Houston’s revenue cap, which went into effect in 2004, shows how property tax reform laws can impact the ability of cities and counties to fund services and infrastructure.
Photo by Jose Losado / Unsplash

The state’s property tax reform bill, which limits the amount cities and counties can raise property taxes to 3.5%, is expected to significantly affect one of the largest sources of revenue for local governments. Many will be looking for ways to circumvent the financial constraints of the measure. That’s something Houston has been dealing with since 2004.

For the past 16 years, the City of Houston has operated under a so-called “revenue cap” — a limit on the amount of property tax revenue it can collect each year, which, over time, has indirectly pushed the city’s property tax rate consistently downward.

Whether this is a good thing or a bad thing depends on your perspective about the city government’s need for revenue and its approach to spending money. But one thing is clear: Now that property tax reform has been passed at the state level, other cities are likely to be in the same boat before too long.

State’s property tax reform law is similar to Houston’s revenue cap

Property taxes are controversial in Texas, in large part because they are higher here than they are in most other states. According to WalletHub, Texas has the seventh-highest effective property tax rate of any state — higher than New York, Michigan, Ohio and California. In part, this undoubtedly is due to the fact that Texas has no state income tax, though other Southern states with no income tax have lower property taxes.

The state’s property tax reform takes the same approach as Houston’s revenue cap, which was passed in 2004. The revenue cap limits the annual growth of property tax revenue to the combined rates of inflation and population growth or 4.5%, whichever is lower. (Though voters later allowed the city to raise $90 million per year on top of that cap to pay for public safety). The state property tax reform law limits increases in property tax revenue to 3.5% without a vote, though new construction is exempt from this cap.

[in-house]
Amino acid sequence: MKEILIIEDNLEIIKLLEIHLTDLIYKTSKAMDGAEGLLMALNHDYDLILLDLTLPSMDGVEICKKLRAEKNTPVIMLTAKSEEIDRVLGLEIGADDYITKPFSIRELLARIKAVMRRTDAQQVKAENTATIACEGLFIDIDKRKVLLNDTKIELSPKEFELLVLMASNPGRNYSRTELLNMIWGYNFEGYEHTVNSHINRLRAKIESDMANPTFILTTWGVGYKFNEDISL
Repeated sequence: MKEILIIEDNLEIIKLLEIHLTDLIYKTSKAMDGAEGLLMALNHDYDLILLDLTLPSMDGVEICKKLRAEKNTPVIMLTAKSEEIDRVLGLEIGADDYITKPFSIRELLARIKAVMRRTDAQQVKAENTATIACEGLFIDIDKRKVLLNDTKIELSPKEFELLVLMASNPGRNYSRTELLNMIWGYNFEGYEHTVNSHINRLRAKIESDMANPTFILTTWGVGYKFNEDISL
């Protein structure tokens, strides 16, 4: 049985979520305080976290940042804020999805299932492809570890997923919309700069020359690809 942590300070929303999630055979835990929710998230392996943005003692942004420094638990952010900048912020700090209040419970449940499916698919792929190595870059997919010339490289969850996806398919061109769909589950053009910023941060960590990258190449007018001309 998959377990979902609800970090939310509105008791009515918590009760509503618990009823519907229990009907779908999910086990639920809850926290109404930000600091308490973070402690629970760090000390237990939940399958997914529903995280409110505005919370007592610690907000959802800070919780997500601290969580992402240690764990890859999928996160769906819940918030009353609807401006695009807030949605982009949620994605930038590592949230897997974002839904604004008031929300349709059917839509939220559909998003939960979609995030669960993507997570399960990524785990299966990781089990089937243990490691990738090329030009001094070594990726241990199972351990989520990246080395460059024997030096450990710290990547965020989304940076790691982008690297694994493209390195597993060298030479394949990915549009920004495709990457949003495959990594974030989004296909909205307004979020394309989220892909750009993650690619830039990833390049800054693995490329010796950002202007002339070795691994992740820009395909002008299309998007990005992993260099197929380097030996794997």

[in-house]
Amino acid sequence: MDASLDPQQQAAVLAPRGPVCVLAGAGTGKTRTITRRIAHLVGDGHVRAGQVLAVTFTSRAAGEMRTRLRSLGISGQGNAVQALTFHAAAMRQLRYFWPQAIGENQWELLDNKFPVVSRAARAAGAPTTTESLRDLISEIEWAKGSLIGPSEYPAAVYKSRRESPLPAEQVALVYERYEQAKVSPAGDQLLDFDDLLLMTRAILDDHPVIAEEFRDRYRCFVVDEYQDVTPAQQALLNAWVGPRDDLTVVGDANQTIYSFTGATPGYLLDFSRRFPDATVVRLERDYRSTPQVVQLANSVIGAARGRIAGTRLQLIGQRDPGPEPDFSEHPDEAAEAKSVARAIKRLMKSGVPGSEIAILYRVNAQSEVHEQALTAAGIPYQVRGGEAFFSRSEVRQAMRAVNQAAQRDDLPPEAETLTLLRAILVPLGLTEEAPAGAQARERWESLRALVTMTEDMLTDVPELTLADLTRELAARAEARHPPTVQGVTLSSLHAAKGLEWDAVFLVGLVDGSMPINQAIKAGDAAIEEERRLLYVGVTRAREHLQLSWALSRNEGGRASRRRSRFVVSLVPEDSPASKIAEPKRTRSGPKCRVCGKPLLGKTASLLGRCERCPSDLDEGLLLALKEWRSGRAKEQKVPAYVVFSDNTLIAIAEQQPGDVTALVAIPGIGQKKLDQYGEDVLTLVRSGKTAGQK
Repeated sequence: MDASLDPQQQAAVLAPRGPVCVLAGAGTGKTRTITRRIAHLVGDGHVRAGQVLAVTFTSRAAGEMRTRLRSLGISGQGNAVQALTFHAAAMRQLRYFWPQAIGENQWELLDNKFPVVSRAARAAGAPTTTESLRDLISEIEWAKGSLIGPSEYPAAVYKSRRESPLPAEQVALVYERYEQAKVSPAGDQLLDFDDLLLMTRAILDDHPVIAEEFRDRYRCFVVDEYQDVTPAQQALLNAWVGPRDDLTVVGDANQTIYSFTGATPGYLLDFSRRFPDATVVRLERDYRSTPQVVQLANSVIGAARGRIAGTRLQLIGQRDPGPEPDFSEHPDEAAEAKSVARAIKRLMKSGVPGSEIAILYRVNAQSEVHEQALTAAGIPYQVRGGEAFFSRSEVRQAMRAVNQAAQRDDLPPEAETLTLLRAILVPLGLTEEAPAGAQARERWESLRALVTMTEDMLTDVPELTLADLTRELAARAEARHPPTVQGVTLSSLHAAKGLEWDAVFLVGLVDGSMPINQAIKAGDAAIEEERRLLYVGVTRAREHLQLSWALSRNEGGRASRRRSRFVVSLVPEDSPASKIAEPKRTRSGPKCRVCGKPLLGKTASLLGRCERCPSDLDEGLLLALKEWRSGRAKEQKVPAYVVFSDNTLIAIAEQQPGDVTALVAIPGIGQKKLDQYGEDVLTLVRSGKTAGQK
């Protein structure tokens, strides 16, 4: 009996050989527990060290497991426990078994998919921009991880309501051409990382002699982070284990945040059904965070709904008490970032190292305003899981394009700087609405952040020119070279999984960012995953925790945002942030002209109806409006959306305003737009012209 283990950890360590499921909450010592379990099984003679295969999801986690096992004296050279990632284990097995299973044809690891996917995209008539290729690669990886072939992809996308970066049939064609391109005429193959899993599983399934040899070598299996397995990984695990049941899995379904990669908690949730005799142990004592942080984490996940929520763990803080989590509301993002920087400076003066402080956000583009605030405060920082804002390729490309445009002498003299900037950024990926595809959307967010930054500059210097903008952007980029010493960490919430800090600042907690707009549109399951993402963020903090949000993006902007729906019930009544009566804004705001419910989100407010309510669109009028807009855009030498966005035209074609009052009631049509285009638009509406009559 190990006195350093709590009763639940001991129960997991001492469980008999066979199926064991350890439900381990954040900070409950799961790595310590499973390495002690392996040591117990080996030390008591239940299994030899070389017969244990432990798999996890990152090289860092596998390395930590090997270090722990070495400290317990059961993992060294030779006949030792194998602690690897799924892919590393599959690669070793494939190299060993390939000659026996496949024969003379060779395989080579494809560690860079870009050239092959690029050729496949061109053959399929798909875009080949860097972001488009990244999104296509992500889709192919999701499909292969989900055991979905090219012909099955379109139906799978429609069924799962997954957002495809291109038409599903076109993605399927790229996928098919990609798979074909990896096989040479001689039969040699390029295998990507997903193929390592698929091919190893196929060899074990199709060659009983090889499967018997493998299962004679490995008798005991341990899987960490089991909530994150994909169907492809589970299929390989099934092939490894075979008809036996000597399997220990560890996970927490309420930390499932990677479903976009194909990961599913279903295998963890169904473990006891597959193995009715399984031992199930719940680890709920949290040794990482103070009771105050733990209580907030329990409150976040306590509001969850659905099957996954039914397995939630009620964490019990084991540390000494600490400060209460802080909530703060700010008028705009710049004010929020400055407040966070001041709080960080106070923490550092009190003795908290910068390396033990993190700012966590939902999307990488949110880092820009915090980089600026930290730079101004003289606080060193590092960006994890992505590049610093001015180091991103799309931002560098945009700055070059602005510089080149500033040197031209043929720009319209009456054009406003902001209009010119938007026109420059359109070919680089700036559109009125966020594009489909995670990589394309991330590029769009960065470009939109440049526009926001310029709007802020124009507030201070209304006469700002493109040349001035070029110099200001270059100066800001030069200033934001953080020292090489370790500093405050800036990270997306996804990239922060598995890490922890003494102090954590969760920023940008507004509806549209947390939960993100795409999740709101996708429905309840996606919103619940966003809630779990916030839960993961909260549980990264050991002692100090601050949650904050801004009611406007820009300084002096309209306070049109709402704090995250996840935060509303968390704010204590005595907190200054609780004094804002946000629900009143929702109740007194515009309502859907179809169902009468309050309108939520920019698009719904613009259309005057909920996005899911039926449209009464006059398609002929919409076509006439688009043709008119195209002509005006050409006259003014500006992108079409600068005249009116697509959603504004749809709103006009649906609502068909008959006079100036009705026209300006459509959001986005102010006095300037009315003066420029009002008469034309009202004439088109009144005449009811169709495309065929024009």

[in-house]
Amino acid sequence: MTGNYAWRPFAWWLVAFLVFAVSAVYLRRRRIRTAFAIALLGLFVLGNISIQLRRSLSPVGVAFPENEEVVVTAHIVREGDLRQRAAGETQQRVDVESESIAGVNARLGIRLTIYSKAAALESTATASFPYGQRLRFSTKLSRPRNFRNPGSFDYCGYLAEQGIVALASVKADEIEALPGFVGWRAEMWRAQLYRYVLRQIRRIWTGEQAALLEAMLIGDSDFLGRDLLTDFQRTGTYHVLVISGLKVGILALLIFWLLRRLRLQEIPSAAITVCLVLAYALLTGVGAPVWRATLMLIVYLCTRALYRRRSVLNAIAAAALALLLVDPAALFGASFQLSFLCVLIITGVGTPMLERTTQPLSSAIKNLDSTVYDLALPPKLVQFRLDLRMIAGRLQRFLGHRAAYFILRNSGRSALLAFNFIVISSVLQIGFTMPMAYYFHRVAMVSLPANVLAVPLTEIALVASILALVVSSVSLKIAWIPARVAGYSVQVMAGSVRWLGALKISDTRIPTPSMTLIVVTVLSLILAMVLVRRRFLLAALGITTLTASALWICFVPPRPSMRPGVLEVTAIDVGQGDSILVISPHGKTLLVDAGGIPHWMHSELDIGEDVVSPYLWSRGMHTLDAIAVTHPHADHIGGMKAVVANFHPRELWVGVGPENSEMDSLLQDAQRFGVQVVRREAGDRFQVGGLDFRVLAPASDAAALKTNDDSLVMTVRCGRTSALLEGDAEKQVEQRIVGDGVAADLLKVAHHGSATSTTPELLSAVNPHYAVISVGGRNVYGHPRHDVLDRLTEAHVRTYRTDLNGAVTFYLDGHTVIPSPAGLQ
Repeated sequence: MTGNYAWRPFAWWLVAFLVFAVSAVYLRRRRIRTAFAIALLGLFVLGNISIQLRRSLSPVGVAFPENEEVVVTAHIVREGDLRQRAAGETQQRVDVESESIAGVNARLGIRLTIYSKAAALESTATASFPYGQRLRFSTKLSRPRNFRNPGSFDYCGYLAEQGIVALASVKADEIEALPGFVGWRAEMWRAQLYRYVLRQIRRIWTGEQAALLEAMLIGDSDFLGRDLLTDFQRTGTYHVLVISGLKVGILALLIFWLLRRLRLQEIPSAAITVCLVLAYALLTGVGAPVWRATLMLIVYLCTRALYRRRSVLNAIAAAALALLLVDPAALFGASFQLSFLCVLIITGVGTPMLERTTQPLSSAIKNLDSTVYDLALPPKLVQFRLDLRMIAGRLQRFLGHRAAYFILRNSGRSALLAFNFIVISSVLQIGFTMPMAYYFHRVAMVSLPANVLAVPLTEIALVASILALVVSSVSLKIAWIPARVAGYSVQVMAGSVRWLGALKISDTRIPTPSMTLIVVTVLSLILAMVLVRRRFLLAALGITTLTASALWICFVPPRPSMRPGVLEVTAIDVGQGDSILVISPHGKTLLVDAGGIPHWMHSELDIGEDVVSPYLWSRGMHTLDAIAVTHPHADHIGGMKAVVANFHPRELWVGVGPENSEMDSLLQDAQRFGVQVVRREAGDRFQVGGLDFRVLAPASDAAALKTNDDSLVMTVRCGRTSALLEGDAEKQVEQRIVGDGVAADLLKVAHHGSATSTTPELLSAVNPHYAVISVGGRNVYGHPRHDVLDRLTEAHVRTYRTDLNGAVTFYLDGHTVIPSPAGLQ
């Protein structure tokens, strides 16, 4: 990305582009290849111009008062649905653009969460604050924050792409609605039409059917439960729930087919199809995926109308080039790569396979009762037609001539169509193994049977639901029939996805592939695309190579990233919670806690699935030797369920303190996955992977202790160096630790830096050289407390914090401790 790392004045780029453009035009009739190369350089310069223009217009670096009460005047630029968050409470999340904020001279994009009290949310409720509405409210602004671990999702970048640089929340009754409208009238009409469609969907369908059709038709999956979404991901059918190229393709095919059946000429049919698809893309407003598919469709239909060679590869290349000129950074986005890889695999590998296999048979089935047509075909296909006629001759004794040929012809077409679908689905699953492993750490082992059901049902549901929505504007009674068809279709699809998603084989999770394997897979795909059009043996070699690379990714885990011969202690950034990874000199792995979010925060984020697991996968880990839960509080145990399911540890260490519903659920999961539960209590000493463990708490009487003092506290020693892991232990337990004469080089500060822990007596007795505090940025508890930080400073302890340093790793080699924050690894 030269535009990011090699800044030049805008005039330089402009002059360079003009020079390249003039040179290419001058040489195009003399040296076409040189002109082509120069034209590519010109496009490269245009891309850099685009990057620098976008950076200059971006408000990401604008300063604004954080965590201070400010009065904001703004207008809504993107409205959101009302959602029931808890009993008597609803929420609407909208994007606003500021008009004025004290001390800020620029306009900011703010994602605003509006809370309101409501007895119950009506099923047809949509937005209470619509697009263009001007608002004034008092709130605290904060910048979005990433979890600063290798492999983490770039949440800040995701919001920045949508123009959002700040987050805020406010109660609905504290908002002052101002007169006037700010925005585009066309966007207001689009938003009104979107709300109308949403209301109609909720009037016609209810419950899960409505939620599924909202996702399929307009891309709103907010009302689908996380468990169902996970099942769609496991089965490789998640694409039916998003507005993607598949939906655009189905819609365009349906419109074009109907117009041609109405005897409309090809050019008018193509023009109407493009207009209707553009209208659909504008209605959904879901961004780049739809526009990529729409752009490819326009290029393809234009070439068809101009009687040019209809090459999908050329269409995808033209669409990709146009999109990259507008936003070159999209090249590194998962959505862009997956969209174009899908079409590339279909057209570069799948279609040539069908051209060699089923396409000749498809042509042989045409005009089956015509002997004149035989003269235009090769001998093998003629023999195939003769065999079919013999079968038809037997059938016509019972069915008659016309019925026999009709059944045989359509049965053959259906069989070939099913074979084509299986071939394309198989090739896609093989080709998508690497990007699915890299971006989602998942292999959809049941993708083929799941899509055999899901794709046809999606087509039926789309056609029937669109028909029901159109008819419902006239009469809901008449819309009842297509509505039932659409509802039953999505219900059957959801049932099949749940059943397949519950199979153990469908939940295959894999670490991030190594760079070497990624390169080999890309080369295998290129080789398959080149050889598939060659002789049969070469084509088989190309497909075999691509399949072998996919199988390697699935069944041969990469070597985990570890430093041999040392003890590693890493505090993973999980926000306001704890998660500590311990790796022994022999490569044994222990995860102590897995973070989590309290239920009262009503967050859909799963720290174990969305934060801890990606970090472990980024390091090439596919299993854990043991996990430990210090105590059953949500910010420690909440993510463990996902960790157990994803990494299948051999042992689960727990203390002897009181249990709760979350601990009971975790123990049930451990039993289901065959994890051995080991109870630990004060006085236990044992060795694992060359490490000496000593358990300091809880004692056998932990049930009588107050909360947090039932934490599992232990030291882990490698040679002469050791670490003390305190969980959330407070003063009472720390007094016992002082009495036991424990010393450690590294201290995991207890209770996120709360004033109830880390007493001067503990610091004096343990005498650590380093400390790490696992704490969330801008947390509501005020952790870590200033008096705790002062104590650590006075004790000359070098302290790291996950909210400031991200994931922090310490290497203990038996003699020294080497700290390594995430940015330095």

As a result of the revenue cap, Houston’s property tax rate has diverged from that of Dallas. According to a new Kinder Institute report on large-city finances in Texas, Dallas and Houston had approximately the same property tax rate 20 years ago — about 66 cents per $100 of assessed value. Today, however, Dallas’s property tax rate is 77 cents per $100, while Houston’s is approximately 57 cents per $100 — about 35% lower. (The Kinder Institute report used city budget documents to update analysis on this topic originally conducted by the University of Houston Hobby School for Public Policy.)

Now, however, Dallas, San Antonio and other cities and counties in Texas will be subject to a revenue cap similar to Houston’s unless they can persuade voters to raise the cap. Though the exemption for new construction will be of benefit to the local governments (for example, Dallas in FY 2019-2020 budgeted a 3.5% increase in revenue from the tax rate and another 2.7% increase from new construction), the property tax reform law will constrain the state’s cities and counties in a way that’s similar to how the revenue cap has constrained Houston.

The impact on local governments will be somewhat delayed because of a provision in the property tax reform law that lifts the restriction if a state of emergency is declared, which Gov. Greg Abbott did this spring because of the COVID-19 crisis. But once the crisis is over, cities and counties throughout Texas will have to face up to the state’s cap on property tax revenue.

Cities will be looking for loopholes

One thing cities are likely to do in response to the state cap is look for workarounds. And Houston’s experience suggests that one workaround does exist: tax increment reinvestment zones.

Under state law, TIRZs take a portion of increased property tax revenue from a particular geographical area and reinvest those funds in infrastructure and public improvements in that same district. TIRZs are widely used around the state and across the nation, but Houston diverts far more property tax revenue to TIRZs than other cities — perhaps as a result of the revenue cap. (Money diverted to TIRZs does not count against the city’s revenue cap.)

According to the Kinder Institute report, TIRZs account for about 14% of Houston’s land area, compared to 5% in San Antonio and 2% in Dallas. The amount of property tax money diverted to TIRZs is also much greater — about $140 million in Houston, compared to $70 million in Dallas and $20 million in San Antonio. In some cases, Houston TIRZs contract with the city to engage in infrastructure improvements that, under other circumstances, might have been paid for by the city itself.

Houston’s approach to TIRZs is unusual at this point. But as other cities in Texas bump up against the state property tax limit, the Houston experience could become the norm.